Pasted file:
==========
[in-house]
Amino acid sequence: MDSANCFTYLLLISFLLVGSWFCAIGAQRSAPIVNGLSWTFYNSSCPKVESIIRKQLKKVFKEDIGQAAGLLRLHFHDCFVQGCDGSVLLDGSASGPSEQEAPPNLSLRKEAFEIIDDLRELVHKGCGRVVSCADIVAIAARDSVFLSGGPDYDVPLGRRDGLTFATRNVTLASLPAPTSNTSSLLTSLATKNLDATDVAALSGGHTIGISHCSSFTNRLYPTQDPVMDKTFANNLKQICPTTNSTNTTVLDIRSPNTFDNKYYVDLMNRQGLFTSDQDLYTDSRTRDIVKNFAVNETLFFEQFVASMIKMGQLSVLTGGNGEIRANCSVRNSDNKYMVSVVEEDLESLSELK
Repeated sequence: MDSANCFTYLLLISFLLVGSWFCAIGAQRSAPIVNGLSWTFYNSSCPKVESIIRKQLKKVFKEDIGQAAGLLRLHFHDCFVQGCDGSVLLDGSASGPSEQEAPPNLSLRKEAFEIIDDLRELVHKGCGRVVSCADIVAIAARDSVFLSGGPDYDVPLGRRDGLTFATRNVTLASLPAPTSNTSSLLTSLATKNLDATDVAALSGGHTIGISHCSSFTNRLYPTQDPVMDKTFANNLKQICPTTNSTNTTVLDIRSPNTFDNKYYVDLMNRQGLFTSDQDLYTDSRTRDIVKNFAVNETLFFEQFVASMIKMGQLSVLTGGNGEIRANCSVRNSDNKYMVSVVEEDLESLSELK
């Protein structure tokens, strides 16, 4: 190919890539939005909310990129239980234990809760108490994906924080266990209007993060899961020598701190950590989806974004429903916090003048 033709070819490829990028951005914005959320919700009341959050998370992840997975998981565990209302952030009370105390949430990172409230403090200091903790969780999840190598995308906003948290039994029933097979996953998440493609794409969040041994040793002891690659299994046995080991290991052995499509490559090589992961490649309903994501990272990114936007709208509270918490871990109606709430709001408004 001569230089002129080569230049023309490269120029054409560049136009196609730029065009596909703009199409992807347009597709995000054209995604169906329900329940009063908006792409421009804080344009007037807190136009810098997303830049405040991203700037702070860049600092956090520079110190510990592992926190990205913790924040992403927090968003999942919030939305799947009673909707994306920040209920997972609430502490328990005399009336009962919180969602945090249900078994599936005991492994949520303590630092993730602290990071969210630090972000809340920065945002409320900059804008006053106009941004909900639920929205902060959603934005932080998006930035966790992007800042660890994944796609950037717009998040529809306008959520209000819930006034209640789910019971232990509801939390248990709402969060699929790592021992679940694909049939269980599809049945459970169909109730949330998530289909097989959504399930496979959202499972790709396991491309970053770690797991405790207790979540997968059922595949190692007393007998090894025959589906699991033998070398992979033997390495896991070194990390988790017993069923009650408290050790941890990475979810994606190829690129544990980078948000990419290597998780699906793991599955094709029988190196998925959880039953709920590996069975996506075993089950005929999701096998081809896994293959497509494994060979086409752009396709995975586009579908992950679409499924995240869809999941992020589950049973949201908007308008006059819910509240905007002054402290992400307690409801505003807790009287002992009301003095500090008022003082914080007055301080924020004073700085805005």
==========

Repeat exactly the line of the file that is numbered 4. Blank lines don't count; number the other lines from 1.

């Protein structure tokens, strides 16, 4: 190919890539939005909310990129239980234990809760108490994906924080266990209007993060899961020598701190950590989806974004429903916090003048 033709070819490829990028951005914005959320919700009341959050998370992840997975998981565990209302952030009370105390949430990172409230403090200091903790969780999840190598995308906003948290039994029933097979996953998440493609794409969040041994040793002891690659299994046995080991290991052995499509490559090589992961490649309903994501990272990114936007709208509270918490871990109606709430709001408004 001569230089002129080569230049023309490269120029054409560049136009196609730029065009596909703009199409992807347009597709995000054209995604169906329900329940009063908006792409421009804080344009007037807190136009810098997303830049405040991203700037702070860049600092956090520079110190510990592992926190990205913790924040992403927090968003999942919030939305799947009673909707994306920040209920997972609430502490328990005399009336009962919180969602945090249900078994599936005991492994949520303590630092993730602290990071969210630090972000809340920065945002409320900059804008006053106009941004909900639920929205902060959603934005932080998006930035966790992007800042660890994944796609950037717009998040529809306008959520209000819930006034209640789910019971232990509801939390248990709402969060699929790592021992679940694909049939269980599809049945459970169909109730949330998530289909097989959504399930496979959202499972790709396991491309970053770690797991405790207790979540997968059922595949190692007393007998090894025959589906699991033998070398992979033997390495896991070194990390988790017993069923009650408290050790941890990475979810994606190829690129544990980078948000990419290597998780699906793991599955094709029988190196998925959880039953709920590996069975996506075993089950005929999701096998081809896994293959497509494994060979086409752009396709995975586009579908992950679409499924995240869809999941992020589950049973949201908007308008006059819910509240905007002054402290992400307690409801505003807790009287002992009301003095500090008022003082914080007055301080924020004073700085805005």